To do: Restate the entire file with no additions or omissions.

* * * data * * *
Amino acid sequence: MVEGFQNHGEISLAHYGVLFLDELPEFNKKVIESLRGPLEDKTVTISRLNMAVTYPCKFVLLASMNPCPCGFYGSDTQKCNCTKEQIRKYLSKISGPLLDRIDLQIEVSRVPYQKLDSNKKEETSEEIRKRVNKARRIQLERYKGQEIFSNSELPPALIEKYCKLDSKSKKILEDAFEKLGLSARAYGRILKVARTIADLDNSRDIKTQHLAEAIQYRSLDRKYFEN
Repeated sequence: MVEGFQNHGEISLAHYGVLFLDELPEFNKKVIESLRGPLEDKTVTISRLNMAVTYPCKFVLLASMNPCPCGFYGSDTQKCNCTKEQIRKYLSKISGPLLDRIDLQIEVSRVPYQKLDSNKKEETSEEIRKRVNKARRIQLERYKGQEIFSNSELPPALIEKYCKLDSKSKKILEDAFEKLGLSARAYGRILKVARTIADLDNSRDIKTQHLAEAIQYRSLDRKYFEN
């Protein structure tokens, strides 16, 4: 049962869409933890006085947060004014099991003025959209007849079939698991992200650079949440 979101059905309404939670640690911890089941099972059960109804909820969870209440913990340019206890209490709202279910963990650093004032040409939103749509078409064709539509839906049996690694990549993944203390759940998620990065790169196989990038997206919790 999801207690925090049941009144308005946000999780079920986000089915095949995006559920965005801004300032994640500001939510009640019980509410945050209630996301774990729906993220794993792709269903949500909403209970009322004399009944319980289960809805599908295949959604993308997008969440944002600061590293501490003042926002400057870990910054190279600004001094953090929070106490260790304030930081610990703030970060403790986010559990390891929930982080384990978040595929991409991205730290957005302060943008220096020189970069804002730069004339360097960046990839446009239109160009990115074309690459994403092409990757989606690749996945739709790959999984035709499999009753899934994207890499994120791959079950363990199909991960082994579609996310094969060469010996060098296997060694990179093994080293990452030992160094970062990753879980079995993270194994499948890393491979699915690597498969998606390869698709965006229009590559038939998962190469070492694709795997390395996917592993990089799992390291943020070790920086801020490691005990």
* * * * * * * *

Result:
Amino acid sequence: MVEGFQNHGEISLAHYGVLFLDELPEFNKKVIESLRGPLEDKTVTISRLNMAVTYPCKFVLLASMNPCPCGFYGSDTQKCNCTKEQIRKYLSKISGPLLDRIDLQIEVSRVPYQKLDSNKKEETSEEIRKRVNKARRIQLERYKGQEIFSNSELPPALIEKYCKLDSKSKKILEDAFEKLGLSARAYGRILKVARTIADLDNSRDIKTQHLAEAIQYRSLDRKYFEN
Repeated sequence: MVEGFQNHGEISLAHYGVLFLDELPEFNKKVIESLRGPLEDKTVTISRLNMAVTYPCKFVLLASMNPCPCGFYGSDTQKCNCTKEQIRKYLSKISGPLLDRIDLQIEVSRVPYQKLDSNKKEETSEEIRKRVNKARRIQLERYKGQEIFSNSELPPALIEKYCKLDSKSKKILEDAFEKLGLSARAYGRILKVARTIADLDNSRDIKTQHLAEAIQYRSLDRKYFEN
């Protein structure tokens, strides 16, 4: 049962869409933890006085947060004014099991003025959209007849079939698991992200650079949440 979101059905309404939670640690911890089941099972059960109804909820969870209440913990340019206890209490709202279910963990650093004032040409939103749509078409064709539509839906049996690694990549993944203390759940998620990065790169196989990038997206919790 999801207690925090049941009144308005946000999780079920986000089915095949995006559920965005801004300032994640500001939510009640019980509410945050209630996301774990729906993220794993792709269903949500909403209970009322004399009944319980289960809805599908295949959604993308997008969440944002600061590293501490003042926002400057870990910054190279600004001094953090929070106490260790304030930081610990703030970060403790986010559990390891929930982080384990978040595929991409991205730290957005302060943008220096020189970069804002730069004339360097960046990839446009239109160009990115074309690459994403092409990757989606690749996945739709790959999984035709499999009753899934994207890499994120791959079950363990199909991960082994579609996310094969060469010996060098296997060694990179093994080293990452030992160094970062990753879980079995993270194994499948890393491979699915690597498969998606390869698709965006229009590559038939998962190469070492694709795997390395996917592993990089799992390291943020070790920086801020490691005990």